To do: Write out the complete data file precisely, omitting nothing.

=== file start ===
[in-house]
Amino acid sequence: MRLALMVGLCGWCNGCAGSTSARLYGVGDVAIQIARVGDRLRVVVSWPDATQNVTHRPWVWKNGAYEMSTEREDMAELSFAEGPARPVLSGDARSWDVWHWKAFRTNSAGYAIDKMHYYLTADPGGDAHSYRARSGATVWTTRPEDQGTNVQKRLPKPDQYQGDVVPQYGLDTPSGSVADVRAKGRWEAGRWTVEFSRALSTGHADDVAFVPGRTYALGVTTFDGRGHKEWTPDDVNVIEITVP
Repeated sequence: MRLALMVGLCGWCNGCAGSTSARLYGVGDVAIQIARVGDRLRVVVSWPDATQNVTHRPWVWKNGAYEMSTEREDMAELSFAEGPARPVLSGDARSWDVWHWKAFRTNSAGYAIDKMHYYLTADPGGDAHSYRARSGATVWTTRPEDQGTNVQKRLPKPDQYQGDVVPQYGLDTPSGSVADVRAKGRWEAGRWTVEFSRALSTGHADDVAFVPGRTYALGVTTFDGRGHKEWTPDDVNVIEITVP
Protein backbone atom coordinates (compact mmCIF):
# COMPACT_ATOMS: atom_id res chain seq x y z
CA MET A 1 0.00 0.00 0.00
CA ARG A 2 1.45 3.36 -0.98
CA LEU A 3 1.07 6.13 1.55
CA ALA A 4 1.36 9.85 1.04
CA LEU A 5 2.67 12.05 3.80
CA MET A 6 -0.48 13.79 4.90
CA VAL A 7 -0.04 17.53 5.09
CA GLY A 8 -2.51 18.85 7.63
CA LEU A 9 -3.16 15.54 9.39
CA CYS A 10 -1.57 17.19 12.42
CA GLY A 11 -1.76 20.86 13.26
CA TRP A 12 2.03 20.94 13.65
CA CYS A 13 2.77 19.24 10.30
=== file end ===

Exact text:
[in-house]
Amino acid sequence: MRLALMVGLCGWCNGCAGSTSARLYGVGDVAIQIARVGDRLRVVVSWPDATQNVTHRPWVWKNGAYEMSTEREDMAELSFAEGPARPVLSGDARSWDVWHWKAFRTNSAGYAIDKMHYYLTADPGGDAHSYRARSGATVWTTRPEDQGTNVQKRLPKPDQYQGDVVPQYGLDTPSGSVADVRAKGRWEAGRWTVEFSRALSTGHADDVAFVPGRTYALGVTTFDGRGHKEWTPDDVNVIEITVP
Repeated sequence: MRLALMVGLCGWCNGCAGSTSARLYGVGDVAIQIARVGDRLRVVVSWPDATQNVTHRPWVWKNGAYEMSTEREDMAELSFAEGPARPVLSGDARSWDVWHWKAFRTNSAGYAIDKMHYYLTADPGGDAHSYRARSGATVWTTRPEDQGTNVQKRLPKPDQYQGDVVPQYGLDTPSGSVADVRAKGRWEAGRWTVEFSRALSTGHADDVAFVPGRTYALGVTTFDGRGHKEWTPDDVNVIEITVP
Protein backbone atom coordinates (compact mmCIF):
# COMPACT_ATOMS: atom_id res chain seq x y z
CA MET A 1 0.00 0.00 0.00
CA ARG A 2 1.45 3.36 -0.98
CA LEU A 3 1.07 6.13 1.55
CA ALA A 4 1.36 9.85 1.04
CA LEU A 5 2.67 12.05 3.80
CA MET A 6 -0.48 13.79 4.90
CA VAL A 7 -0.04 17.53 5.09
CA GLY A 8 -2.51 18.85 7.63
CA LEU A 9 -3.16 15.54 9.39
CA CYS A 10 -1.57 17.19 12.42
CA GLY A 11 -1.76 20.86 13.26
CA TRP A 12 2.03 20.94 13.65
CA CYS A 13 2.77 19.24 10.30